Others note that not everything went according to plan in the Commons. "The High Speed Rail Bill nudged out of the station at 16.38, 68 minutes later than expected," notes the Mail's Quentin Letts: "Bing Bong. We apologise for the delay to this service. This was due to an unavoidable Government statement on Ukraine."
Ann Treneman, in the Times, describes how a group of Conservative rebels - led by former Welsh Seretary Cheryl Gillan - tried to derail the bill: "Forget trainspotters, HS2-spotters are the new super-obsessives." Mrs Gillan admitted defeat, only to "name her price", the sketch continues, adding: "She wants a tunnel to go under the entire Chilterns. And I bet she gets it."
Meanwhile, the Daily Express sets two of its finest to argue whether HS2 is needed, with columnist Leo McKinstry saying that it's vital not just to boost journey times but to increase capacity. Political commentator Ross Clark counters that there is a "law of diminishing returns" from journey times below two-and-a-half hours, which most already are.
A bitter pill?
A takeover bid by US pharmaceutical giant Pfizer for British-based rival AstraZeneca leads the Financial Times, which suggests Downing Street has offered a "cautiously positive" reaction. However, the Guardian interprets the response as "neutral" and quotes Business Secretary Vince Cable saying he was committed to maintaining the UK's position in the industry.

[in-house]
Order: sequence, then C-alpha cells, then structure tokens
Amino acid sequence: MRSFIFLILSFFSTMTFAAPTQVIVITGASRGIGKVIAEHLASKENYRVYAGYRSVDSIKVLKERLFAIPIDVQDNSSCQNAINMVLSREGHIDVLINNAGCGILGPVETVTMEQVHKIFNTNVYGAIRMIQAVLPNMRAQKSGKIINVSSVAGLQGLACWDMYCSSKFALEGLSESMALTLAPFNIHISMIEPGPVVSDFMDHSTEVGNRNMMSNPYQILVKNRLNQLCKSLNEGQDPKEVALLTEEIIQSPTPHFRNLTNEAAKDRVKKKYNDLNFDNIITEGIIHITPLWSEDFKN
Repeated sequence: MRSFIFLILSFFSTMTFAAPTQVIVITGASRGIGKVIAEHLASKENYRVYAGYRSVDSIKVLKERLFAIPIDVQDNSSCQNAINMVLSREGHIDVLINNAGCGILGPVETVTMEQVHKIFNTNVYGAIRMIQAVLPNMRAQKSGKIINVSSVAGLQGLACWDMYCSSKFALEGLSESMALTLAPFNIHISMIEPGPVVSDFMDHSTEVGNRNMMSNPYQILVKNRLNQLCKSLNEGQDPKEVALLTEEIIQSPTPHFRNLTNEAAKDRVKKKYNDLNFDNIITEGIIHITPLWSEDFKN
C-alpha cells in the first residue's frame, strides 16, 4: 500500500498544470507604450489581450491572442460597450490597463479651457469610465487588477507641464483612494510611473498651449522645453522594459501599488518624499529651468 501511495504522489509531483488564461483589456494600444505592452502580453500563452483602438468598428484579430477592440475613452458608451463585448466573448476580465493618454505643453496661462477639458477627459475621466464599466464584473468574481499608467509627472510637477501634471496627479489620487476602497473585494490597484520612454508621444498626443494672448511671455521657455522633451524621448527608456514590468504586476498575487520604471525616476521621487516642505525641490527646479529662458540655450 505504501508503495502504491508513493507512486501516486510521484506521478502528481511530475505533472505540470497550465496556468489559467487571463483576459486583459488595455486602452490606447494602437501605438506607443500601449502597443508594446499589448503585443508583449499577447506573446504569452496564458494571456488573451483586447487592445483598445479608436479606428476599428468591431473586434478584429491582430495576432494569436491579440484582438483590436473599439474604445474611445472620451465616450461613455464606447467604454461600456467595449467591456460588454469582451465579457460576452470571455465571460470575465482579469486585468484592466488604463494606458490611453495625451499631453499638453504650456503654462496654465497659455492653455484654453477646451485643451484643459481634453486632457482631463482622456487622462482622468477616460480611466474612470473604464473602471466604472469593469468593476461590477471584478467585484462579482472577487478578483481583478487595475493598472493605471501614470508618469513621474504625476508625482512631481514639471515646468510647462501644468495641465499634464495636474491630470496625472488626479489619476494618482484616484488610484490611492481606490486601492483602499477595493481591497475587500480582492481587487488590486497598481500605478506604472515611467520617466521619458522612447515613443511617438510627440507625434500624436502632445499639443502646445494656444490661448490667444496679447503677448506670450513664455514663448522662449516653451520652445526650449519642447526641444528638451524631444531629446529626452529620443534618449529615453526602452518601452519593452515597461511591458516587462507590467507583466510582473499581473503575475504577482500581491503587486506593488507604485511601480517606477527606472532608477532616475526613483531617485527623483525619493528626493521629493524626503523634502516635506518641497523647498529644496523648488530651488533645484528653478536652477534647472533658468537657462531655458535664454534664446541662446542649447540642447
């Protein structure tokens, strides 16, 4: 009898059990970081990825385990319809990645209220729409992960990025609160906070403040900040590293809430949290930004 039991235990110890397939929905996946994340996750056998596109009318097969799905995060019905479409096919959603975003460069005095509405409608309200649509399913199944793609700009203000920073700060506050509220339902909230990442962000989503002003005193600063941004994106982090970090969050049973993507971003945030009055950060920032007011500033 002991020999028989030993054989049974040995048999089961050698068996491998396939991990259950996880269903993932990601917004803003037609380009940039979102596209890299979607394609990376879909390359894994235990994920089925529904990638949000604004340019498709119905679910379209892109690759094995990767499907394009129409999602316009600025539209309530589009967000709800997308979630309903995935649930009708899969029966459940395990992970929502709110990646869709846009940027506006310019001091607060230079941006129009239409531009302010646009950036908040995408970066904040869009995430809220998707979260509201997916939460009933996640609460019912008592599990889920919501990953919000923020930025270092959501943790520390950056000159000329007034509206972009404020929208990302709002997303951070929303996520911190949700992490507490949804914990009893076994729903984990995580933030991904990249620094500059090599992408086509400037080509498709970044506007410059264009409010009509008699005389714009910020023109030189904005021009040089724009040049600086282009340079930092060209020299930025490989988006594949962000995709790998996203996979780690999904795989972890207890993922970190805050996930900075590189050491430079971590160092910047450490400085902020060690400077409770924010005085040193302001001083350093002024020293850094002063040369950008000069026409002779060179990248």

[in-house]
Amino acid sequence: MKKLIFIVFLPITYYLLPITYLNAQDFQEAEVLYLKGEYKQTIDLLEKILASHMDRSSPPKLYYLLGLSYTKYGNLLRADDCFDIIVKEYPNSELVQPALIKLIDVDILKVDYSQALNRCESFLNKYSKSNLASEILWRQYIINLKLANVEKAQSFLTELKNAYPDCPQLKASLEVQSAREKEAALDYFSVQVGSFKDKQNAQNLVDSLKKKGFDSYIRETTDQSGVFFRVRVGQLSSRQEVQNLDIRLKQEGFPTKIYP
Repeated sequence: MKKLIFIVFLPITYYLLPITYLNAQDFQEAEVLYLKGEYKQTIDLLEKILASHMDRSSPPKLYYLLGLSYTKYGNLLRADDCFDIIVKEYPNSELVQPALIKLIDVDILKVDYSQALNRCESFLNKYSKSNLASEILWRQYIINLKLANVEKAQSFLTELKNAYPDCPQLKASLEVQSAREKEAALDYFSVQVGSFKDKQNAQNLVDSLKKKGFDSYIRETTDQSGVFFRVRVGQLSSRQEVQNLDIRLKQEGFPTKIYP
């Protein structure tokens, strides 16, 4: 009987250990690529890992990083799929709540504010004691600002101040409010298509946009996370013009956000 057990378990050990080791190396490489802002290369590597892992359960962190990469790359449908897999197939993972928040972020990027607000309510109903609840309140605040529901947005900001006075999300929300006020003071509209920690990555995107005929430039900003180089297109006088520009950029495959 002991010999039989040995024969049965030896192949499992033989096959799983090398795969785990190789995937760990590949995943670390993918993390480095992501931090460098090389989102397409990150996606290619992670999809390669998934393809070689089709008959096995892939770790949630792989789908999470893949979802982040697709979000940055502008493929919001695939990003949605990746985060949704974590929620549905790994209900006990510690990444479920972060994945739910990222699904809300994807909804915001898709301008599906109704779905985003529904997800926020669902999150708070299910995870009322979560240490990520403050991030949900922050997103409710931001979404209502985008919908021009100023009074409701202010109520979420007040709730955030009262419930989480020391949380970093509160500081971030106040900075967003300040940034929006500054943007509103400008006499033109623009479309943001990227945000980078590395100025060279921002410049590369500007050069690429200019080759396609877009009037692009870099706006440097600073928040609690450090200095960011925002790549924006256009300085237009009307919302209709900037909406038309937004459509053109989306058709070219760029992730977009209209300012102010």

The Telegraph says it would be the largest ever foreign buyout of a UK company and reckons it could cost the American firm up to £70bn. But it notes that Pfizer has promised little on job security.
In any case, notes Daily Mail City Editor Alex Brummer: "As Cadbury's buyer Kraft showed, the record of US companies making promises to British shareholders and politicians is pretty disreputable." He describes the bid as "a direct assault on high-quality and skilled British jobs" and says politicians must step in.
The Times accepts that they are not jobs "that our economy can easily afford to lose" but says "political intervention in foreign takeovers should be exceptional". It argues that while the UK's openness to foreign investment means that occasionally "the future of British companies will be decided in Japanese and American boardrooms", it has equally attracted investment that means "in 2014 Britain will build more cars than France for the first time since 1966".
However, the FT's editorial column urges AstraZeneca's board to consider the company's long-term interests, rather than just the tax advantages of a deal. It adds: "For its part, the government... must seek assurances and guarantees that these will be honoured."